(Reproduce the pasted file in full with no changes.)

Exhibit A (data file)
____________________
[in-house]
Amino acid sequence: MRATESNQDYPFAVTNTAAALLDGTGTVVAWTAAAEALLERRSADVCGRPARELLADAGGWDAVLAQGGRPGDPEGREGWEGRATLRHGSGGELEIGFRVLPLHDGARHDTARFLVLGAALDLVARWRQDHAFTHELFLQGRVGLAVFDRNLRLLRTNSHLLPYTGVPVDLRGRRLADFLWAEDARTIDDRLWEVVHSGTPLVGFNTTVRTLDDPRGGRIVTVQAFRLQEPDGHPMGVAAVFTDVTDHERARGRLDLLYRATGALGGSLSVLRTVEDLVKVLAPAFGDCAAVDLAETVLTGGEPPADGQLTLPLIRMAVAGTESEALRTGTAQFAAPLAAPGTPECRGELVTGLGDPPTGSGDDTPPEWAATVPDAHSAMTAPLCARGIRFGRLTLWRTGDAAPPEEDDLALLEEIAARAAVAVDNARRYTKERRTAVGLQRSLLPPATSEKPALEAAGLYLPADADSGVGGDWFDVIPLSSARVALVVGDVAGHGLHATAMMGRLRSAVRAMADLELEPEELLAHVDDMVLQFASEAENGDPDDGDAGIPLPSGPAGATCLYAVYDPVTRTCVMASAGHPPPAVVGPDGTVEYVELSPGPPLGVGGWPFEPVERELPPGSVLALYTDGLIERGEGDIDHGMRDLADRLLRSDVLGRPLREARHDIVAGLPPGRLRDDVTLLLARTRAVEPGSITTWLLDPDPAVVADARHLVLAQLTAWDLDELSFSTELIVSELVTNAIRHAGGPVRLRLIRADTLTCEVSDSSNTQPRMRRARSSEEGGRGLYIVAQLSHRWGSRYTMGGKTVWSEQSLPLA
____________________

[in-house]
Amino acid sequence: MRATESNQDYPFAVTNTAAALLDGTGTVVAWTAAAEALLERRSADVCGRPARELLADAGGWDAVLAQGGRPGDPEGREGWEGRATLRHGSGGELEIGFRVLPLHDGARHDTARFLVLGAALDLVARWRQDHAFTHELFLQGRVGLAVFDRNLRLLRTNSHLLPYTGVPVDLRGRRLADFLWAEDARTIDDRLWEVVHSGTPLVGFNTTVRTLDDPRGGRIVTVQAFRLQEPDGHPMGVAAVFTDVTDHERARGRLDLLYRATGALGGSLSVLRTVEDLVKVLAPAFGDCAAVDLAETVLTGGEPPADGQLTLPLIRMAVAGTESEALRTGTAQFAAPLAAPGTPECRGELVTGLGDPPTGSGDDTPPEWAATVPDAHSAMTAPLCARGIRFGRLTLWRTGDAAPPEEDDLALLEEIAARAAVAVDNARRYTKERRTAVGLQRSLLPPATSEKPALEAAGLYLPADADSGVGGDWFDVIPLSSARVALVVGDVAGHGLHATAMMGRLRSAVRAMADLELEPEELLAHVDDMVLQFASEAENGDPDDGDAGIPLPSGPAGATCLYAVYDPVTRTCVMASAGHPPPAVVGPDGTVEYVELSPGPPLGVGGWPFEPVERELPPGSVLALYTDGLIERGEGDIDHGMRDLADRLLRSDVLGRPLREARHDIVAGLPPGRLRDDVTLLLARTRAVEPGSITTWLLDPDPAVVADARHLVLAQLTAWDLDELSFSTELIVSELVTNAIRHAGGPVRLRLIRADTLTCEVSDSSNTQPRMRRARSSEEGGRGLYIVAQLSHRWGSRYTMGGKTVWSEQSLPLA